Taylor Swift Copyright Lawsuit May Go to Trial

Videos by American Songwriter

Videos by American Songwriter

A federal judge of the U.S. District Court for the Central District of California denied a request by Taylor Swift to throw out a copyright infringement suit accusing her of stealing lyrics from the female R&B trio 3LW’s 2001 song “Playas Gon’ Play” in her 2014 hit song “Shake It Off.” 

Initially filed in 2017, the lawsuit by Sean Hall and Nathan Butler, co-writers of “Playas Gon’ Play”—recorded by 3LW (Kiely Williams, Naturi Naughton, and Adrienne Bailon)— questions whether portions of Swift’s song, including lyrics Cause the players gonna play, play, play, play, play/And the haters gonna hate, hate, hate, hate, hate are similar enough to 3LW’s Playas, they gon’ play/And haters, they gonna hate.

If Swift’s song meets the legal threshold for copyright infringement, the case will go to trial. Judge Michael Fitzgerald dismissed the case in February 2018, stating that the lyrics were “too brief, unoriginal, and uncreative” to be protected under the Copyright Act.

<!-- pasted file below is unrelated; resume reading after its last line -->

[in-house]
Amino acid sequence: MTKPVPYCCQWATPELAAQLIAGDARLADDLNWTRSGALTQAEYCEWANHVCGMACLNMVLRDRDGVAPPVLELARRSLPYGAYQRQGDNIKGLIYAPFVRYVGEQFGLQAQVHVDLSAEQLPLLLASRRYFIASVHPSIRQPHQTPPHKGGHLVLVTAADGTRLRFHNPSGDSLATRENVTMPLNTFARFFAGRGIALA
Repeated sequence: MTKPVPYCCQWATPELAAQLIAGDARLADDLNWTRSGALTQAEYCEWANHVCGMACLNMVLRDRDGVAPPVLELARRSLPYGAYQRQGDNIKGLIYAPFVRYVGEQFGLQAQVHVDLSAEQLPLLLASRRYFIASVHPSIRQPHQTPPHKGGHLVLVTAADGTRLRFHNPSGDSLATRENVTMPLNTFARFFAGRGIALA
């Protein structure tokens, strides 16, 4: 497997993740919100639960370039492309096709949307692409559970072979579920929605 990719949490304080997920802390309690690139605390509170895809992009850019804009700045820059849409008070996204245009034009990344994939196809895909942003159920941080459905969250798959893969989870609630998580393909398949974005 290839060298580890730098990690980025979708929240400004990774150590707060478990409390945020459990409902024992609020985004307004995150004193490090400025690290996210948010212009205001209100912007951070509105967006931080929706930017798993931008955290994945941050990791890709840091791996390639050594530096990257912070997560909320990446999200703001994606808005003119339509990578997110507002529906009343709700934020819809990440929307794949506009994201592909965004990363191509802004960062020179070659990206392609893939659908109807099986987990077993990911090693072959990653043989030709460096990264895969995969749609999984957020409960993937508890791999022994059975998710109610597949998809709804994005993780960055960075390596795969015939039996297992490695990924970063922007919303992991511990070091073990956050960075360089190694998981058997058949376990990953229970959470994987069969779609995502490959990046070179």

“In the early 2000s, popular culture was adequately suffused with the concepts of players and haters to render the phrases ‘playas … gonna play’ or ‘haters … gonna hate’ standing on their own,” said Fitzgerald in his initial ruling, “no more creative than ‘runners gonna run,’ ‘drummers gonna drum,’ or ‘swimmers gonna swim.”

The case was later returned to court by the U.S. Court of Appeals for the Ninth Circuit. Despite Swift’s legal team making a strong closing argument, according to Fitzgerald, the case may still go to trial.

“Although defendants have made a strong closing argument for a jury, they have not shown that there are no genuine issues of triable fact such that Defendants are entitled to judgment as a matter of law,” read the court papers, naming producers Max Martin and Karl Johan Schuster (aka Shellback), who co-wrote the 1989 hit with Swift, as defendants.

Additional defendants in the case include Big Machine Label Group, Universal Music Group, and music publishers Sony and Kobalt.

Photo: Taylor Swift / YouTube

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